U.S. HOUSING RECOVERY ACCELERATED AT YEAREND (9) The CEO of CoreLogic stated that “for the ﬁrst me in almost 6 years, most U.S. markets experienced sustained increases in home prices in 2012. We sll have a long way to return to the 2005-2006 levels but all signals currently point to a progressive stabilizaon of the housing market…..” See the addendum for some actual housing data. THE SORRY STATE OF THE CONSUMER (10) The author of this arcle contends that the improved senment in the housing market is a percepon that is not supported by actual data, demographics, nor aer-tax income trends, but rather by ultra-low interest mortgage rates. He also contends that many homeowners have already reﬁnanced, so that the marginal beneﬁt to the economy has already occurred. Because consumer spending in the U.S. accounts for 70% of its total economic acvity, this sector will be examined more closely. U.S. economic acvity remains very sluggish. This point is underscored by the fact that U.S. holiday retail sales have registered the weakest growth since 2008. Digging into the December retail sales numbers showed weak sales of clothing, auto parts, building materials, and a big drop in home improvement sales. A further indicator is that consumer senment again fell below expectaons. A new arcle in Reuters (11) reported that “nearly a third of the naon’s working families earn salaries so low that they are struggling to pay for their necessies.” And “the overall number of low-income working families is increasing.” And, we should remember there were earlier reports that student loans were also being widely used to spend on essenals as well as on very discreonary consumer items. This is unsustainable! Moreover, in another arcle by Mish (12), it was reported that “more than one in four workers are dipping into rerement funds to pay their mortgages, credit card debt, and other bills.” According to another survey, “42% of workers cashed out of their 401-K plans rather than rolling them over when they changed jobs.” Mish also stated he suspects that many low-income households are desperately clinging to their “underwater homes.” As he said, the mentality that “my house is the only thing I have” is tough to ﬁght. “However, the reality is that many homes are worth less than zero because of ‘underwater’ situaons.” El Residente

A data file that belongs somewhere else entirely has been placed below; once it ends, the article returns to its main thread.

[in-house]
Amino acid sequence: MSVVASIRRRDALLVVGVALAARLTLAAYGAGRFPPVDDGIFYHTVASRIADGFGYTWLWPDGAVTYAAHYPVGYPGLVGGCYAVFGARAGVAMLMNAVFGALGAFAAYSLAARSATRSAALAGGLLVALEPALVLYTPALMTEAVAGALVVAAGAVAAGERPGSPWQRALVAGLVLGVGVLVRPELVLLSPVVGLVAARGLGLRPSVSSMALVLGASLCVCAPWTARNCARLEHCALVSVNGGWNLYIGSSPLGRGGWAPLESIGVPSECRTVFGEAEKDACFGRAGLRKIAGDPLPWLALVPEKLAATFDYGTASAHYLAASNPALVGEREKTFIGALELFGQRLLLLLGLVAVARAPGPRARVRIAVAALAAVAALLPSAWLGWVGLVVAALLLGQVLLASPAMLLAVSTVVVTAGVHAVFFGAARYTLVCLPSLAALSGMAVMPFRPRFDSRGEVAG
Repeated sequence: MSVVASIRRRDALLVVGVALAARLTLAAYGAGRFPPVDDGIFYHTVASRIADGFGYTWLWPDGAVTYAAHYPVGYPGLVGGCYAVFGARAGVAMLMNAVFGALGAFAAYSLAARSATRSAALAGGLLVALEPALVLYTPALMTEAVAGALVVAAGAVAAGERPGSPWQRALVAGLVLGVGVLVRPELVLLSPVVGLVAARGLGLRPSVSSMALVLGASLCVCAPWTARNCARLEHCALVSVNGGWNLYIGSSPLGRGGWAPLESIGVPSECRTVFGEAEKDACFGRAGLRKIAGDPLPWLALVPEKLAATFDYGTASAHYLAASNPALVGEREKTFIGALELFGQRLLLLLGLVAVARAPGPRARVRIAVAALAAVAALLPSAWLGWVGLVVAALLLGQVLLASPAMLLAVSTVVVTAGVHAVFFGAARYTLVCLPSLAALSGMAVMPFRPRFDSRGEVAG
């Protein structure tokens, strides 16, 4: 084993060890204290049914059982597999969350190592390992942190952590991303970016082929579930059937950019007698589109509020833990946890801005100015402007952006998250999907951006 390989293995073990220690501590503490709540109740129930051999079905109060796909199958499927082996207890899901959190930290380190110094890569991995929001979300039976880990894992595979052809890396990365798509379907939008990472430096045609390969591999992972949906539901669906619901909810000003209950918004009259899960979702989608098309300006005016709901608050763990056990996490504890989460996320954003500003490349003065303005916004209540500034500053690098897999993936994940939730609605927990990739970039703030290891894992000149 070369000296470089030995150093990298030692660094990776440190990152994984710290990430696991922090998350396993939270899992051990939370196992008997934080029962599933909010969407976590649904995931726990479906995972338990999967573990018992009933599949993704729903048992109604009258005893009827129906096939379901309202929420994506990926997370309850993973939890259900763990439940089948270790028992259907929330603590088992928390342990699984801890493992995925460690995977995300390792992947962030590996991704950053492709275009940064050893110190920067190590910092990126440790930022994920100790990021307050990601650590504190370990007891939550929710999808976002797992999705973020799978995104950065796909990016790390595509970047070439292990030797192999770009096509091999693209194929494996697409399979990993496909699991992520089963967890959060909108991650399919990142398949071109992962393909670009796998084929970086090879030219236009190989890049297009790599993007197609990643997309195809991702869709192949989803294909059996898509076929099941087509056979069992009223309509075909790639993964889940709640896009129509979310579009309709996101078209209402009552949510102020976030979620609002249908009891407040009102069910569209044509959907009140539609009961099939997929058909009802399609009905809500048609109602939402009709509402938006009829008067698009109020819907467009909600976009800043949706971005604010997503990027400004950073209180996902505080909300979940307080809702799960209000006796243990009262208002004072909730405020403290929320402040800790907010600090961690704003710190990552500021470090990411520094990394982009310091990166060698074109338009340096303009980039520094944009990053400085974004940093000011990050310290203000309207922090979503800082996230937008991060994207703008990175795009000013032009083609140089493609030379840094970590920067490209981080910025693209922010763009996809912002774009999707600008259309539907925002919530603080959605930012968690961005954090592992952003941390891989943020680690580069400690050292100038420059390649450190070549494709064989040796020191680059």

“Currently, there are sll more than 25% of homeowners ‘underwater’ which limits their ability to move, reﬁnance, or sell their homes.” (15) Another writer stated that long-term U.S. unemployment is at the highest level since World War II. He also contended that long term unemployment is “threatening to create a permanent underclass of workers who will ﬁnd it almost impossible to obtain jobs in the future.” Several writers made the point that “Obamacare has the potenal to create more unemployment and partme workers.” Dr. Marc Faber (13) also believes something is not quite right with the U.S. economy, which is evident from the recent performance of Wal-Mart, Tiﬀany, Kohl’s, etc. However, what disturbs him about most market assets is that they had outsized gains since 2009. In his opinion, investors’ expectaons about future returns on their assets are far too opmisc. Dr. Faber also states that while many may argue that the U.S. is not in recession and headline unemployment numbers are improving, he believes the U.S. is not immune to the global economic slump. Furthermore, Dr. Faber pointed out that “in an economy driven by consumpon, the weakest holiday retail sales growth since 2008 is an ominous sign.” And beyond the U.S. borders, the Eurozone is already in recession with economic acvity expected to worsen this year. In addion, muted economic growth is expected for both China and India, the recent drivers of the global economy. Finally, to help him determine the real state of the U.S. economy, he looks at indicators such as the Federal Reserve reports on the velocity of money and the U6 unemployment rate. The fact is that money velocity connues to slump and is now at its lowest level in 50 years. At the same me the U6 unemployment rate remains uncomfortably high at 14.4%. These crical factors make him believe that all is not well with the U.S. economy and the markets will react sooner or later to the real gloom. For this reason, Dr. Faber’s own priority has shied to the preservaon of outsized gains and warns that investors also need to focus on capital preservaon. Meanwhile, the SocGen